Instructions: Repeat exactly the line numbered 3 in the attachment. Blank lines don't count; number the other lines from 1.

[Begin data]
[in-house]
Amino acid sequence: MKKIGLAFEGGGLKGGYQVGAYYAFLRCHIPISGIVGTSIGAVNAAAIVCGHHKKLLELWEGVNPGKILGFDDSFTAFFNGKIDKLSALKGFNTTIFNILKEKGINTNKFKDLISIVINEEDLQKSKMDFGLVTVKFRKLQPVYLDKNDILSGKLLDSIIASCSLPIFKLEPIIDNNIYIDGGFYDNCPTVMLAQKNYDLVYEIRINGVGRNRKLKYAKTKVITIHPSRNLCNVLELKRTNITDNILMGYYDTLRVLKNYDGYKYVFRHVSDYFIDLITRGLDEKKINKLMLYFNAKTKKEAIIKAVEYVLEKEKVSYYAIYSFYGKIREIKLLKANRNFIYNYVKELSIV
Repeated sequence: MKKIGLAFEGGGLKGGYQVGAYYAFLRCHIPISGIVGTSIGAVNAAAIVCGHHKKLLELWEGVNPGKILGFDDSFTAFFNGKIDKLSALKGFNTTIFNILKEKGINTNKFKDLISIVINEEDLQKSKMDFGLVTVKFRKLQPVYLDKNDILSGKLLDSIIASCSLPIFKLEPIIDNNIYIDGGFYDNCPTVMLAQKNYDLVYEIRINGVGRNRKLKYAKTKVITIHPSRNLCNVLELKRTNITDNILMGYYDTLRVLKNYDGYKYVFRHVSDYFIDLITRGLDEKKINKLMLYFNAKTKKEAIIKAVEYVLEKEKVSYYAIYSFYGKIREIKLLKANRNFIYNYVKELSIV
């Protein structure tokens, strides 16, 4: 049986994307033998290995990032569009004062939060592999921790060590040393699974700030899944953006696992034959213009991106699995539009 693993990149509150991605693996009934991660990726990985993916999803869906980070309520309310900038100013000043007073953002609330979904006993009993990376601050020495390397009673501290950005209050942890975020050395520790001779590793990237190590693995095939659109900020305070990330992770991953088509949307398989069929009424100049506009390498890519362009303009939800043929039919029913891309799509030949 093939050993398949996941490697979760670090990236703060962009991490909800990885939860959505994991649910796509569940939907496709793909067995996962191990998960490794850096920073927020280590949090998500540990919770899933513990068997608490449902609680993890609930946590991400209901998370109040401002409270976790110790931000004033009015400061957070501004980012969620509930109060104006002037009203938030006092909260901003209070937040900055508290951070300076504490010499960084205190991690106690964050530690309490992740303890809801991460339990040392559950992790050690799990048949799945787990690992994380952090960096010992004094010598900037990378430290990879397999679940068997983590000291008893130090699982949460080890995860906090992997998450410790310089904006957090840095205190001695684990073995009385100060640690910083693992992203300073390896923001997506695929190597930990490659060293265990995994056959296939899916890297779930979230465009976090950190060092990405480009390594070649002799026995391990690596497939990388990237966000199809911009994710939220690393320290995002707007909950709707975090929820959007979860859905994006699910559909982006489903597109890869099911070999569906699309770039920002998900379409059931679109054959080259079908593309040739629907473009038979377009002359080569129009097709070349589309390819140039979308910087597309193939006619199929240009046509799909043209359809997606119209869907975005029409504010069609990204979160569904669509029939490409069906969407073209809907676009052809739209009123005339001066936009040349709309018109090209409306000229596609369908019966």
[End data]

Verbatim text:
Repeated sequence: MKKIGLAFEGGGLKGGYQVGAYYAFLRCHIPISGIVGTSIGAVNAAAIVCGHHKKLLELWEGVNPGKILGFDDSFTAFFNGKIDKLSALKGFNTTIFNILKEKGINTNKFKDLISIVINEEDLQKSKMDFGLVTVKFRKLQPVYLDKNDILSGKLLDSIIASCSLPIFKLEPIIDNNIYIDGGFYDNCPTVMLAQKNYDLVYEIRINGVGRNRKLKYAKTKVITIHPSRNLCNVLELKRTNITDNILMGYYDTLRVLKNYDGYKYVFRHVSDYFIDLITRGLDEKKINKLMLYFNAKTKKEAIIKAVEYVLEKEKVSYYAIYSFYGKIREIKLLKANRNFIYNYVKELSIV